The plaintiff contends that the rate contract terminated with the completion of the work under the Mason contract which was on March 21, 1938, the date on which the work of that company was accepted. Before construction on the dam was commenced, it obviously was decided to construct the high dam in successive units in the event funds were not made available for the entire project as required. Therefore, Change Order No. 1 to Specifications 570 was prepared May 24, signed June 5, 1935, by the Secretary the purpose of which was to thicken the base and otherwise change the dimensions of the structure so as to make it more appropriate for the base of a high dam. Strange as it may seem this change order was signed forty-two days before the rate contract for the transportation of cement was signed by the Secretary. The low dam was abandoned before construction was commenced. The first cement was poured November 28, 1935.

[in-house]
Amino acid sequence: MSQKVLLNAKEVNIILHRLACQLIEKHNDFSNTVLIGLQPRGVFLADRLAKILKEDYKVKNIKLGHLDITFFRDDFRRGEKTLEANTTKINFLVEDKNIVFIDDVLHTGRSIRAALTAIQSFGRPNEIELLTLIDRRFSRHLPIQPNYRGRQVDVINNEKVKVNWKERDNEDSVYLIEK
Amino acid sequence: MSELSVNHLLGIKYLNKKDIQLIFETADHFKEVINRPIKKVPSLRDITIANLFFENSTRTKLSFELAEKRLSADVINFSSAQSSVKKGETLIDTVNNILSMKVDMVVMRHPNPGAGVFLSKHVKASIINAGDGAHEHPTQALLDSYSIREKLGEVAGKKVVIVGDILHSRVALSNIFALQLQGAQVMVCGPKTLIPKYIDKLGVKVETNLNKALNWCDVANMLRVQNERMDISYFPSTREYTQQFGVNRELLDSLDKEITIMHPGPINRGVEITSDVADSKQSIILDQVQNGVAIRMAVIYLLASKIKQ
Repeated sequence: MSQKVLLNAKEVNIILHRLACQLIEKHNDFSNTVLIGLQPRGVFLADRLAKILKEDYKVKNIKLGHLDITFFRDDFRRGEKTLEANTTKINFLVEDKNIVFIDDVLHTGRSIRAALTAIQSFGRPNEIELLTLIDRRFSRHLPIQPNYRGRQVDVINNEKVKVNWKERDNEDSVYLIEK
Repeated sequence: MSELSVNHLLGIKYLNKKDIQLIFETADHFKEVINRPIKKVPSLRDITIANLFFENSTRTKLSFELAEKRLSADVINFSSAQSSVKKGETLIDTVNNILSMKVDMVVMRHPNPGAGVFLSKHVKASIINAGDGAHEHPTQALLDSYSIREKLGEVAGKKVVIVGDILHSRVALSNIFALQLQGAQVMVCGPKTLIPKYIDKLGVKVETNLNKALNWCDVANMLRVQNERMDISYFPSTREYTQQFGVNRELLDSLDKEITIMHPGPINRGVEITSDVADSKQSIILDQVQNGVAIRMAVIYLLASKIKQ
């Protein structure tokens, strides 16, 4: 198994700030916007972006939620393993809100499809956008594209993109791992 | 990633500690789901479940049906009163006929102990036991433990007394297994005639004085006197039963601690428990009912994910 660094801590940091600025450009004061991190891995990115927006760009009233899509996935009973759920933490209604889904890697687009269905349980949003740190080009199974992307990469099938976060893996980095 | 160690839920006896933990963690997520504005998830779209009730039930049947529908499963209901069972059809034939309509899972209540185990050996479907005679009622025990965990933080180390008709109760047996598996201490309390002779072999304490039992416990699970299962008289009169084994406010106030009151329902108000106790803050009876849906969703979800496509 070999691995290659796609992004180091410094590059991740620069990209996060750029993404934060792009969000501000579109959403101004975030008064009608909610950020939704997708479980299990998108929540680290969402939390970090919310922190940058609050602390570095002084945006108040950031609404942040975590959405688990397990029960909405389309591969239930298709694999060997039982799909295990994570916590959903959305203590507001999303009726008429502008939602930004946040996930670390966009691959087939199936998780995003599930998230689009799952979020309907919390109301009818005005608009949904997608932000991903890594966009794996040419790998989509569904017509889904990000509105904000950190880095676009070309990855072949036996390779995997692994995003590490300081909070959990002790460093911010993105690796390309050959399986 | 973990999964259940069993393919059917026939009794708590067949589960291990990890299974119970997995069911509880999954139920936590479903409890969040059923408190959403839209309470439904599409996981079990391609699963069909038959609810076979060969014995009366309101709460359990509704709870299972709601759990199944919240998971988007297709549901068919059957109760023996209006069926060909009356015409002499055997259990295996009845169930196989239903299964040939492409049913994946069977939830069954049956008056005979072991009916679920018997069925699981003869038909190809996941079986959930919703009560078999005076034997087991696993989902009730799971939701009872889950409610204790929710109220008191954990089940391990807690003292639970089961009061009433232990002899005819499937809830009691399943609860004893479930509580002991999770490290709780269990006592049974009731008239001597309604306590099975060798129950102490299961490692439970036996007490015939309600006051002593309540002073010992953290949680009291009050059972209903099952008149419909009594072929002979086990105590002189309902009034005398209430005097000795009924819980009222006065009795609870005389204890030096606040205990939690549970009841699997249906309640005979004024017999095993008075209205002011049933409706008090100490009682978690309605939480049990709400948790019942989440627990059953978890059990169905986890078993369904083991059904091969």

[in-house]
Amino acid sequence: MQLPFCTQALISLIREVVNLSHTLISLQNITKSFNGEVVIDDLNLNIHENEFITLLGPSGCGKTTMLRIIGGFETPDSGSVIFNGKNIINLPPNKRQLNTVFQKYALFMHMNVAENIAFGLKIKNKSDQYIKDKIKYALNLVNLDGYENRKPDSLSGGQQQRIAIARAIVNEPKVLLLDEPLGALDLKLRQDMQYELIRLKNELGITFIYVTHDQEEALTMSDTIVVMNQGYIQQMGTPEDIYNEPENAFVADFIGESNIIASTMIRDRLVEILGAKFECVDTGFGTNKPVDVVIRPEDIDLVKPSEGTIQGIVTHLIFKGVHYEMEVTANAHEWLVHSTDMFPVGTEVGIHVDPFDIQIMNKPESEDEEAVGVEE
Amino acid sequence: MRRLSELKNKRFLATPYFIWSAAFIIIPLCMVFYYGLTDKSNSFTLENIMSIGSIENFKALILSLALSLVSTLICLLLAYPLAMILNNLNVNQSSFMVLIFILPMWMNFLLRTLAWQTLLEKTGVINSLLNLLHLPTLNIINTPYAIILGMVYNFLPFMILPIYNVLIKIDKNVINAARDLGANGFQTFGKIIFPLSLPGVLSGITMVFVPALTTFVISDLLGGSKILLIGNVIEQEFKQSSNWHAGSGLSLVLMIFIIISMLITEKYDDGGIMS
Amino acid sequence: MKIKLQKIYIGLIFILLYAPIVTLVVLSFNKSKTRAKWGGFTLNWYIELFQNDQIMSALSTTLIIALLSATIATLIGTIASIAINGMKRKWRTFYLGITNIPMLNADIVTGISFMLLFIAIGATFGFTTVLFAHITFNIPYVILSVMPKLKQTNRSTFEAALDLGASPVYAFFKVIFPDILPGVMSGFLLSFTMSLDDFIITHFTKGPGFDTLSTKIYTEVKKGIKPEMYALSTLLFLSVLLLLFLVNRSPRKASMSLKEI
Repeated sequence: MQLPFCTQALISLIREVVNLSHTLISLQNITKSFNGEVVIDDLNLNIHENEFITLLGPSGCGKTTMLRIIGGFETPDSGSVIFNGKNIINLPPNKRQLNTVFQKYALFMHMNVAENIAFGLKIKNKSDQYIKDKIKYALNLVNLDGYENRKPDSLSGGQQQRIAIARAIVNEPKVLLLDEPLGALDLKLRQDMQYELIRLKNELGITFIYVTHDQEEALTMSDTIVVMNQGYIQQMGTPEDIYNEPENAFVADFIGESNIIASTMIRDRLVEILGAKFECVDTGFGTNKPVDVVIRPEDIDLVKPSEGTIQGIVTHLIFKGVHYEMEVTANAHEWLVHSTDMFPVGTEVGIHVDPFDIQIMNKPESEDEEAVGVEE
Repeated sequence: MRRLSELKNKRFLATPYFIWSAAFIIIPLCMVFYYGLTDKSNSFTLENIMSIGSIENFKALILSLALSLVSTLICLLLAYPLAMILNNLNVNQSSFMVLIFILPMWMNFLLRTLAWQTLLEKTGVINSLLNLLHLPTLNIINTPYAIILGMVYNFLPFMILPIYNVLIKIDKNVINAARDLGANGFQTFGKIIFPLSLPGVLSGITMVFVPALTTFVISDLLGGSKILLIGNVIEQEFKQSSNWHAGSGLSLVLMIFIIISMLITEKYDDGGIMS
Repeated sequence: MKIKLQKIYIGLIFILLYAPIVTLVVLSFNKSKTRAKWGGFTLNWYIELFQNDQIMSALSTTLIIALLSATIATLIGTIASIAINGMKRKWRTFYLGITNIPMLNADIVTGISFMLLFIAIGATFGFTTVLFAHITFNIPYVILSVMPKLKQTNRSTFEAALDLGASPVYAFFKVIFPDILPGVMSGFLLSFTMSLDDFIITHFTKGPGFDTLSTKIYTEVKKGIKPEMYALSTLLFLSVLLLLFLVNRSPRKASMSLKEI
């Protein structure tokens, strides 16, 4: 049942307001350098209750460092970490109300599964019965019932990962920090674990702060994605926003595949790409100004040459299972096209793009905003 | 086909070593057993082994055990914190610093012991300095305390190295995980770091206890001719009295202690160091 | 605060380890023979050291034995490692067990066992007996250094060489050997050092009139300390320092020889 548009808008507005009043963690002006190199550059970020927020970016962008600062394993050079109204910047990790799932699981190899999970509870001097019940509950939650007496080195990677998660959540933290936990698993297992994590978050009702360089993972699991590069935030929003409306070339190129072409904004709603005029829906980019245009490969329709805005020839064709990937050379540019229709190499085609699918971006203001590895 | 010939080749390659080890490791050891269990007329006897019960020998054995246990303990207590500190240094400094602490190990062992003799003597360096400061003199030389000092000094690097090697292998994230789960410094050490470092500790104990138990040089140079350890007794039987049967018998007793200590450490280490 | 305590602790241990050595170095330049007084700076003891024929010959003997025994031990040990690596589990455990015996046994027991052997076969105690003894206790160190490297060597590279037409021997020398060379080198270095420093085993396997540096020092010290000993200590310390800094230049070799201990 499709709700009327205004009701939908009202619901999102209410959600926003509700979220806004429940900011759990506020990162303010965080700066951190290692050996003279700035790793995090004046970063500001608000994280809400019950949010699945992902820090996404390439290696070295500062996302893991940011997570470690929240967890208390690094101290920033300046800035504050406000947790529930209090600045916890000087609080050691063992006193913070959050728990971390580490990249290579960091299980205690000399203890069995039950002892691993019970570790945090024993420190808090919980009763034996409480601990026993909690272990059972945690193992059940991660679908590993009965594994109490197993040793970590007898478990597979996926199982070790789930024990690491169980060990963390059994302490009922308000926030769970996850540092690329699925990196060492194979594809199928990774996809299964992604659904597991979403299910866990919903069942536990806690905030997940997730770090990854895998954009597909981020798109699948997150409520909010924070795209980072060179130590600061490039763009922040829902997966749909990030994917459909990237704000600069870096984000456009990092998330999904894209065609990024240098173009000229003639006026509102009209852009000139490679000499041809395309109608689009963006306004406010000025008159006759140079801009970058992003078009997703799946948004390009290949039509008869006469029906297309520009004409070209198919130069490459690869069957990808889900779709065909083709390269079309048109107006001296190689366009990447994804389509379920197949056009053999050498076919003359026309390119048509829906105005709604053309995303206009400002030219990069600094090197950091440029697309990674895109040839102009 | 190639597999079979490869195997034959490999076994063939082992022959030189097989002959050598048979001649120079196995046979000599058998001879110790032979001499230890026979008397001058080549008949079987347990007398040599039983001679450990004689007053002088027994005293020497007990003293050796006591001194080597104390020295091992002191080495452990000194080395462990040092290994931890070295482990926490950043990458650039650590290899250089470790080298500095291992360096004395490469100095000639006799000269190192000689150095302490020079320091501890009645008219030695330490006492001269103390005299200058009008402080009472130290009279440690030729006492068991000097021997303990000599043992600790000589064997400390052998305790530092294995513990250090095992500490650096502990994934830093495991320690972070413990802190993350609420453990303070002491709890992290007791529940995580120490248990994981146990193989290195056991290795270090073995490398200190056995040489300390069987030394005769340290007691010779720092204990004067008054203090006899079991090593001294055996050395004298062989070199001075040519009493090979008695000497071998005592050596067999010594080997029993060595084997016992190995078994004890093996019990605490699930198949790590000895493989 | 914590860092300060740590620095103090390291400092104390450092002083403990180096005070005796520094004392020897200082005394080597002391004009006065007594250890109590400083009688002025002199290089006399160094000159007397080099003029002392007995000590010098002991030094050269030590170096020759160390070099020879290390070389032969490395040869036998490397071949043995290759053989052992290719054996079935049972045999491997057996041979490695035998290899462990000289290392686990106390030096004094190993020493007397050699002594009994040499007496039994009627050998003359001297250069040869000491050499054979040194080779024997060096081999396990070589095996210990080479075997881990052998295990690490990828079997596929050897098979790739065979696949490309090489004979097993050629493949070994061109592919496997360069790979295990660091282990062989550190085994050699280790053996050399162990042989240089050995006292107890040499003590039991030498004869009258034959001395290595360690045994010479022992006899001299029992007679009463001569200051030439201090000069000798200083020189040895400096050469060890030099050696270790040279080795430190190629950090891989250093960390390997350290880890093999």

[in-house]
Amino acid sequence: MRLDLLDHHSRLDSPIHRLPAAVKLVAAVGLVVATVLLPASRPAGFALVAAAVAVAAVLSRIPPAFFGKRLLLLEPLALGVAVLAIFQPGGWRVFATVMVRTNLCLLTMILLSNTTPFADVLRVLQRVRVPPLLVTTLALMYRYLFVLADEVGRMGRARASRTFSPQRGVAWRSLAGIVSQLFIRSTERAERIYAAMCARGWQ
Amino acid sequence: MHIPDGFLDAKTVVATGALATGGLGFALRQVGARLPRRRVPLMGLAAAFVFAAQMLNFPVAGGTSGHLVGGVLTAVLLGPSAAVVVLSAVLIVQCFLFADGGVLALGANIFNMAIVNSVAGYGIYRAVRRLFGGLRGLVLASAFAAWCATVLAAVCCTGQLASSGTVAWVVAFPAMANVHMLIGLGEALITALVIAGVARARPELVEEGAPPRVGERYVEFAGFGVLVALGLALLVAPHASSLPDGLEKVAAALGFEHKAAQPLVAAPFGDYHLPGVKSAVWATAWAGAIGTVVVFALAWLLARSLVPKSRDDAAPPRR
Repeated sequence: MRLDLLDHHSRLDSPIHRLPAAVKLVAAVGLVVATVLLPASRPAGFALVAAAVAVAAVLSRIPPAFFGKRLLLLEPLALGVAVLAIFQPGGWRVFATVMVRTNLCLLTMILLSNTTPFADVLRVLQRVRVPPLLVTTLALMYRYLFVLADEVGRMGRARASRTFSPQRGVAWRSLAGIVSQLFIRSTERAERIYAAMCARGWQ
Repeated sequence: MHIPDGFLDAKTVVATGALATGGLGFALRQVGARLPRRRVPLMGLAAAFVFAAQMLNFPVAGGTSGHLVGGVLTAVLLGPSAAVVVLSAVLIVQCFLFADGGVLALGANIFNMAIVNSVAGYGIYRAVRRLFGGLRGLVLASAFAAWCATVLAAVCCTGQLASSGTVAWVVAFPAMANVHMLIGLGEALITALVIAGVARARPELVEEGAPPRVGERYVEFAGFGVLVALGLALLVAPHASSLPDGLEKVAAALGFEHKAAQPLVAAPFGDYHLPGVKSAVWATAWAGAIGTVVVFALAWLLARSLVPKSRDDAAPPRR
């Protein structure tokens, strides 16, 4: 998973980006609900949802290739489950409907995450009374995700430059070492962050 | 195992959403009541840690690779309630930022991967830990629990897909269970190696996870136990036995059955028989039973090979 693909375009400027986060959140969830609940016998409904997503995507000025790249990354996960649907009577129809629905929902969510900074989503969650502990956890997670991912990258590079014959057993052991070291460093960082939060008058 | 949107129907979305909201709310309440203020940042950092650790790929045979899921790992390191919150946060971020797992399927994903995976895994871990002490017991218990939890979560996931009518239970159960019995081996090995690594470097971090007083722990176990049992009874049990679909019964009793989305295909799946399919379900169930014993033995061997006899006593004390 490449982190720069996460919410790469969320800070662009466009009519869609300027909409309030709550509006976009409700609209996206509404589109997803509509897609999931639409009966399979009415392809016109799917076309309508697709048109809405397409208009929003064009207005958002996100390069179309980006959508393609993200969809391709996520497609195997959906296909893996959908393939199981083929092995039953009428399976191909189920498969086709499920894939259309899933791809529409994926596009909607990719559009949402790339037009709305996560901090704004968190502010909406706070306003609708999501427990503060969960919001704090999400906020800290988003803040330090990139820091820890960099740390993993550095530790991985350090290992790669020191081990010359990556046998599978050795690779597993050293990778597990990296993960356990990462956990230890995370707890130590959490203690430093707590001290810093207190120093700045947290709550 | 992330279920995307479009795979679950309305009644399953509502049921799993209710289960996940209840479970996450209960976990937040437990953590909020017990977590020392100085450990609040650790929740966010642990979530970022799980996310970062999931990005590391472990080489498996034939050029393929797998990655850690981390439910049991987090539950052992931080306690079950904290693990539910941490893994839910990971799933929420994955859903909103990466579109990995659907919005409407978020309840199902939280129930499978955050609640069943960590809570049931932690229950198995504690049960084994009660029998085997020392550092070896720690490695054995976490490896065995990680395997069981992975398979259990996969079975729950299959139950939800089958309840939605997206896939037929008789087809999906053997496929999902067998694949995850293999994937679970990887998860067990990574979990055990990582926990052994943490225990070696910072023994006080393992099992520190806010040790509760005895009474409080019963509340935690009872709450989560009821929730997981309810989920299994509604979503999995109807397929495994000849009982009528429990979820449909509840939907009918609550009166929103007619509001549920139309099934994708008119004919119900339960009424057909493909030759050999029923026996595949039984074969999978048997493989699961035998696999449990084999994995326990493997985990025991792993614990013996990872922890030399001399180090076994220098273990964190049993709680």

On November 3, 1937, when the foundation for the dam was nearing completion, the defendant issued invitations for bids to finish the Grand Coulee dam and power plant. Because of the magnitude of the proposal, the contractors, Mason and associates, instead of filing a competitive bid, joined with others and submitted a bid under the name of the Consolidated Builders, Inc. The bids were opened December 10, 1937, and the contract was awarded to Consolidated Builders, Inc., February 7, 1938. The Mason contract according to its terms was to terminate April 3, 1939, but the defendant by a change order terminated its contract March 21, 1938, thus advancing the termination date by more than one year. The Consolidated Builders, Inc., immediately took charge of operations, the unused materials, the machinery and equipment, the labor force and proceeded, without interruption, under preexisting methods to complete the structure. Shipments of cement to the defendant were continued in accordance with the rate contract, shipments were made on the conventional bills of lading specifying the rates provided by the contract, and bills for freight charges were submitted and paid in the accustomed manner.